What a stupid thing to say; traveling inherently costs money, doesn’t it? Why am I loathing to spend when this trip has been booked since January (got to lock down those cheap airfare prices). Just the past few years alone I’ve spent easily into the five figures on travel, so what’s the problem now?

Right, I’m saving up for a 911.

As they say, priorities change. Since 2014 I’ve been on a bent to maximize travel opportunities, so most of my discretionary income was allocated towards that. Partly why I switched from a Subaru WRX STI to a Mazda MX-5 in 2015 was because the latter was cheaper to run and maintain, therefore more money towards trips. Now, the situation has reversed: austerity measures were put on traveling (I haven’t taken one single trip this year), and the growing cash reserves is earmarked towards cars.

The Hong Kong trip this year is going set me back a bit on those cash reserves, which I think is why I’ve been ambivalent about it rather than pure delight of years past. I’ve had a good run in seeing the world these past couple of years, but it’s time to switch primary focus back to another love of mine: cars. For sure I still love traveling, and there’s still many places I haven’t been (not one foot in European soil yet); surely I’ll get back on that train in a few years’ time.

For now, it’s 911 or bust.

 The best colors for an instrument dial: black face, white letters, red needle.

The best colors for an instrument dial: black face, white letters, red needle.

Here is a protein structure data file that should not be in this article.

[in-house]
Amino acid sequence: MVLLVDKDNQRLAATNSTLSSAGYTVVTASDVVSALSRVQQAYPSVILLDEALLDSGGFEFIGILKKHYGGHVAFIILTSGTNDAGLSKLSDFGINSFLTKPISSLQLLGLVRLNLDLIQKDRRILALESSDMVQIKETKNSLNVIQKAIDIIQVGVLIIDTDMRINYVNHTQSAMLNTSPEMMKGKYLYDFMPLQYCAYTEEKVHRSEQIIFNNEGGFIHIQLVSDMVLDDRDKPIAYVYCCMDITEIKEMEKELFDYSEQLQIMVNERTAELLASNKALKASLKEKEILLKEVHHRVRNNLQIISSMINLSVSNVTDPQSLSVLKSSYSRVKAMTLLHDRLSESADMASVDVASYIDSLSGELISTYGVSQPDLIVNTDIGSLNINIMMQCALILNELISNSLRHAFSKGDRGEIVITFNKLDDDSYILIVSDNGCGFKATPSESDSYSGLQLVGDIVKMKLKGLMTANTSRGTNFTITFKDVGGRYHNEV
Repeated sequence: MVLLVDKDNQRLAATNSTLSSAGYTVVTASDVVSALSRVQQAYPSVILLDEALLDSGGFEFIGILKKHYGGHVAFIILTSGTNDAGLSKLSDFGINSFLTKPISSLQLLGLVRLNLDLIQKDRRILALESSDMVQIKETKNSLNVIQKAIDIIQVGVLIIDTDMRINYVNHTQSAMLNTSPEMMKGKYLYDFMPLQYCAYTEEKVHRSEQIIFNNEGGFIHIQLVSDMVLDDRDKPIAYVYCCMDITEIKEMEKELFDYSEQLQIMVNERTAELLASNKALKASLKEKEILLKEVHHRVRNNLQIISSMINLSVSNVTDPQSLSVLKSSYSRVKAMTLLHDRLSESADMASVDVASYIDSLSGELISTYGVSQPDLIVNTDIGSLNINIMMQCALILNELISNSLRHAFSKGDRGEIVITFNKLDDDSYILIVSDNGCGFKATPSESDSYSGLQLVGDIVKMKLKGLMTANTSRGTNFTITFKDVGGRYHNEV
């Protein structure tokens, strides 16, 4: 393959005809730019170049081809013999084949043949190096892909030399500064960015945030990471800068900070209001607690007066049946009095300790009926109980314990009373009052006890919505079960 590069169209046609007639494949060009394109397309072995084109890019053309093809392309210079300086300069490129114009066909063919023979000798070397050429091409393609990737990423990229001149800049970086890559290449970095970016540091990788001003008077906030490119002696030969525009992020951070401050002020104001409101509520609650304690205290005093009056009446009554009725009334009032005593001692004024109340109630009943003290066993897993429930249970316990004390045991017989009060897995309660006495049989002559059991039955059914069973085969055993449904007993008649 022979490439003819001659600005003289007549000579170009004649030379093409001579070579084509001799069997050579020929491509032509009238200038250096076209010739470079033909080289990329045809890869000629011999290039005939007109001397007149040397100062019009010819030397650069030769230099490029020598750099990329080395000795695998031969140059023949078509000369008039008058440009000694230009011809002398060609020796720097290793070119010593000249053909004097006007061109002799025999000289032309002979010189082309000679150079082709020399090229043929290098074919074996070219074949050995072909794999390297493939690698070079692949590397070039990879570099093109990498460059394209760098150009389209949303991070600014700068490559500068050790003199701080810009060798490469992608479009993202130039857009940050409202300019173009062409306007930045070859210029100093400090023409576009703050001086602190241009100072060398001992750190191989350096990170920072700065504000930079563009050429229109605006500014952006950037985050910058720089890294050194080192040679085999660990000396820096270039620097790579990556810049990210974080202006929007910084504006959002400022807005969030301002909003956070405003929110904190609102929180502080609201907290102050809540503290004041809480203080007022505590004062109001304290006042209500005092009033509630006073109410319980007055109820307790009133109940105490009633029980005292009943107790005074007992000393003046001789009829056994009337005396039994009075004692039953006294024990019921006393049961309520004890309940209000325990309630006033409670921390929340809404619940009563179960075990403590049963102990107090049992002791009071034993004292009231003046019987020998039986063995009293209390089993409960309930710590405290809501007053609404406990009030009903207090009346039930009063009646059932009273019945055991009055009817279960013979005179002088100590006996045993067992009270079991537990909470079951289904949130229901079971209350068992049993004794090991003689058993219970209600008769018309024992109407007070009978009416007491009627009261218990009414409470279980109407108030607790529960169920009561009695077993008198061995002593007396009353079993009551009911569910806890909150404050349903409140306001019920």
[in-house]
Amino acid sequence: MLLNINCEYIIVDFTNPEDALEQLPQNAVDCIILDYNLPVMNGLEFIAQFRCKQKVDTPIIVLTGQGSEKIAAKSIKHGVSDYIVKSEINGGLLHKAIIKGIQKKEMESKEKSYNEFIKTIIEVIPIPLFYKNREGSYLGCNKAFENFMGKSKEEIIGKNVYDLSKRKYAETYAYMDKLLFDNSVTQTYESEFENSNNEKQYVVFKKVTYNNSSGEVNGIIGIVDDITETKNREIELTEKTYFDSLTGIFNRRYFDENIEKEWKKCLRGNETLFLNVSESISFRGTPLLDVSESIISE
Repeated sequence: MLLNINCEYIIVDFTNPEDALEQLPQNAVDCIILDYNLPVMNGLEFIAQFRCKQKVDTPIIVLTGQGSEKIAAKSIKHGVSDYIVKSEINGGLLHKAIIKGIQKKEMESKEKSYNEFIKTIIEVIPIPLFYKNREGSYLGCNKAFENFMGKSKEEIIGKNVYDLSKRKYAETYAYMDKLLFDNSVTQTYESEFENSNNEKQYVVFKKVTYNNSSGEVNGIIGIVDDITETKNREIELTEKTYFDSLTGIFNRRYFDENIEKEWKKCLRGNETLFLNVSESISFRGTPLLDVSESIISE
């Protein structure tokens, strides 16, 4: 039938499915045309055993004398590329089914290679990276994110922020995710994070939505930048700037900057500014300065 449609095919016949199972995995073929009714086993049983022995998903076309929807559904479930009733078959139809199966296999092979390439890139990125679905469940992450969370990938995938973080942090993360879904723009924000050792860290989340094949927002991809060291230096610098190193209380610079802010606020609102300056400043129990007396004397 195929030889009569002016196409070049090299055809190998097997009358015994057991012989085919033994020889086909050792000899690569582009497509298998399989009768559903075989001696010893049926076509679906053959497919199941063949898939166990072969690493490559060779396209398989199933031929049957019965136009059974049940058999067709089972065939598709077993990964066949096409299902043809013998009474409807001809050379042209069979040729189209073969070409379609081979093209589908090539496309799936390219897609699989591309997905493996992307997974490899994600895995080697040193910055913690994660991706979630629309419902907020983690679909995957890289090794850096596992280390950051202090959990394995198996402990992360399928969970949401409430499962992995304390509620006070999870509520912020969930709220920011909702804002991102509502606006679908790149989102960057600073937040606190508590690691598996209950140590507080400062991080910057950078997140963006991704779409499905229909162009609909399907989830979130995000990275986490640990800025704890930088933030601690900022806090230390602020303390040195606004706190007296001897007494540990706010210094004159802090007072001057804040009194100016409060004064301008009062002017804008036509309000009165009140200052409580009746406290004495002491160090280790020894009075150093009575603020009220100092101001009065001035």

Buying a used car for the first time

Thus far I’ve been supremely fortunate to only ever had brand new cars. My parents didn’t believe in used cars on the virtue of you never know what the owner before you did to it, so it’s worth paying extra to be the first person to fart in the seats. Therefore even my very first car, which my parents lovingly purchased for me, was factory fresh. It was a testament to my parents’ sheer tenacity: raising two kids with not that high of an income, yet still able to save enough money for such a kingly gift.

Following from that ethos, when it came time to upgrade to faster car using my own money, buying used wasn’t even remotely on the radar. The car was a Subaru WRX STI, a sporting all-wheel drive performance sedan; I couldn’t risk buying a second-hand version where the previous owner might have driven it with reckless abandon, leaving my wallet to salvage the pieces.

Back then I was obsessed with buying a car new and keeping it as new as possible, a Sisyphean task in hindsight. I remember getting special cleaner and sealant just for the already super expensive paint protection film I had installed on the STI’s entire front-end, which was really stupid because that’s like getting a case for my phone and then agonize over keeping that perfect.

Indeed it’s the ignorance of youth, and it’s cost quite a bit of money. I was completely unfamiliar with the used car buying process, especially pertaining to performance cars like the Subaru. I didn’t know pre-purchase inspection was a thing; a detailed once-over of a car by a certified mechanic, informing potential buyers before plopping down hard-earned cash whether the car is a suitable sample worthy of purchase, or a neglected pile of junk best avoided. Turns out buying used isn’t akin to gambling, as what my parents had me believe, as long as I perform the proper due diligence.